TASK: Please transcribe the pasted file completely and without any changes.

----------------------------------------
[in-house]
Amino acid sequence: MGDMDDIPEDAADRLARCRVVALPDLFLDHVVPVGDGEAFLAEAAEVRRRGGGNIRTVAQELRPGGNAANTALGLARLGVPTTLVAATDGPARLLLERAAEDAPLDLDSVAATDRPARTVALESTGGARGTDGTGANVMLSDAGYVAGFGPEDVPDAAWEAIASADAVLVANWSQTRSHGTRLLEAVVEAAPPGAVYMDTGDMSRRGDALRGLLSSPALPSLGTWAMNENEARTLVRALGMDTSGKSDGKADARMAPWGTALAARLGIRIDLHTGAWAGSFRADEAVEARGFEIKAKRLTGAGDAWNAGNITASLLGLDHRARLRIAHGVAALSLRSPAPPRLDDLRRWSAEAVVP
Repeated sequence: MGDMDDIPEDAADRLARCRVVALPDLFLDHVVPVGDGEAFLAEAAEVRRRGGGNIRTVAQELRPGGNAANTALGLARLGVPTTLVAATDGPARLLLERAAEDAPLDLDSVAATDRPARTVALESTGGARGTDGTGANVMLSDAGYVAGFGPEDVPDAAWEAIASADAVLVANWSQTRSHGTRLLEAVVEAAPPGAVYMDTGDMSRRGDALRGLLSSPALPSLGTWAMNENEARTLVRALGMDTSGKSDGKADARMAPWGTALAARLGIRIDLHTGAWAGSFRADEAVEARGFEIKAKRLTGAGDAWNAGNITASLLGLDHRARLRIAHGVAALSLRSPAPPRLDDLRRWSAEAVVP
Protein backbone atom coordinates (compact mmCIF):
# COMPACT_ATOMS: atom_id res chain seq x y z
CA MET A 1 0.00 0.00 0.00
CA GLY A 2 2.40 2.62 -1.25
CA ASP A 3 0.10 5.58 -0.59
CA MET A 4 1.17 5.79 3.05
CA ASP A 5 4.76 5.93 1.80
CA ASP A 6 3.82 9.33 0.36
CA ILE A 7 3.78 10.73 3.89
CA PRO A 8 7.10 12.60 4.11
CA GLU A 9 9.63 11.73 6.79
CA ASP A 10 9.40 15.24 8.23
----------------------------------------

[in-house]
Amino acid sequence: MGDMDDIPEDAADRLARCRVVALPDLFLDHVVPVGDGEAFLAEAAEVRRRGGGNIRTVAQELRPGGNAANTALGLARLGVPTTLVAATDGPARLLLERAAEDAPLDLDSVAATDRPARTVALESTGGARGTDGTGANVMLSDAGYVAGFGPEDVPDAAWEAIASADAVLVANWSQTRSHGTRLLEAVVEAAPPGAVYMDTGDMSRRGDALRGLLSSPALPSLGTWAMNENEARTLVRALGMDTSGKSDGKADARMAPWGTALAARLGIRIDLHTGAWAGSFRADEAVEARGFEIKAKRLTGAGDAWNAGNITASLLGLDHRARLRIAHGVAALSLRSPAPPRLDDLRRWSAEAVVP
Repeated sequence: MGDMDDIPEDAADRLARCRVVALPDLFLDHVVPVGDGEAFLAEAAEVRRRGGGNIRTVAQELRPGGNAANTALGLARLGVPTTLVAATDGPARLLLERAAEDAPLDLDSVAATDRPARTVALESTGGARGTDGTGANVMLSDAGYVAGFGPEDVPDAAWEAIASADAVLVANWSQTRSHGTRLLEAVVEAAPPGAVYMDTGDMSRRGDALRGLLSSPALPSLGTWAMNENEARTLVRALGMDTSGKSDGKADARMAPWGTALAARLGIRIDLHTGAWAGSFRADEAVEARGFEIKAKRLTGAGDAWNAGNITASLLGLDHRARLRIAHGVAALSLRSPAPPRLDDLRRWSAEAVVP
Protein backbone atom coordinates (compact mmCIF):
# COMPACT_ATOMS: atom_id res chain seq x y z
CA MET A 1 0.00 0.00 0.00
CA GLY A 2 2.40 2.62 -1.25
CA ASP A 3 0.10 5.58 -0.59
CA MET A 4 1.17 5.79 3.05
CA ASP A 5 4.76 5.93 1.80
CA ASP A 6 3.82 9.33 0.36
CA ILE A 7 3.78 10.73 3.89
CA PRO A 8 7.10 12.60 4.11
CA GLU A 9 9.63 11.73 6.79
CA ASP A 10 9.40 15.24 8.23